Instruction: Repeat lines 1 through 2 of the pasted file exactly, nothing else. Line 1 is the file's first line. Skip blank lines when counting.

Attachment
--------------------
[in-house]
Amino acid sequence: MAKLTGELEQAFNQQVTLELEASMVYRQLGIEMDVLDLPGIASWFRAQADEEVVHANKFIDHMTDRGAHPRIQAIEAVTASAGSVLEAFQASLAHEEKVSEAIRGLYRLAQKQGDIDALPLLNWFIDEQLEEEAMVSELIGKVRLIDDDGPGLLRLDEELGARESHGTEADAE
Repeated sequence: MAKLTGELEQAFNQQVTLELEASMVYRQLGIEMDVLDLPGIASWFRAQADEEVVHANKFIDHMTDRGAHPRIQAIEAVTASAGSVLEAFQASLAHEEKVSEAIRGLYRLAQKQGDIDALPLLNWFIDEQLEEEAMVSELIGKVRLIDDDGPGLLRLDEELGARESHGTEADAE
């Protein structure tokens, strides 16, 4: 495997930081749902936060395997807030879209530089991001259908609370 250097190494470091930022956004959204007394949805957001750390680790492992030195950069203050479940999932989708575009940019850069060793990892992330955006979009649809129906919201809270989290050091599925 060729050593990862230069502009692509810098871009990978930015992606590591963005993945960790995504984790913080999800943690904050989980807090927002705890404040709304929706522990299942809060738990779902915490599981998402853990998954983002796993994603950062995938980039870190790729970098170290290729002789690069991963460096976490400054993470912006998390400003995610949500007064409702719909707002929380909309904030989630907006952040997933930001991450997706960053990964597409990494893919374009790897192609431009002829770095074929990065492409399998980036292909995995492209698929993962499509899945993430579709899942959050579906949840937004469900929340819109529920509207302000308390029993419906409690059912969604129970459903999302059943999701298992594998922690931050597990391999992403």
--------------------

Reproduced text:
[in-house]
Amino acid sequence: MAKLTGELEQAFNQQVTLELEASMVYRQLGIEMDVLDLPGIASWFRAQADEEVVHANKFIDHMTDRGAHPRIQAIEAVTASAGSVLEAFQASLAHEEKVSEAIRGLYRLAQKQGDIDALPLLNWFIDEQLEEEAMVSELIGKVRLIDDDGPGLLRLDEELGARESHGTEADAE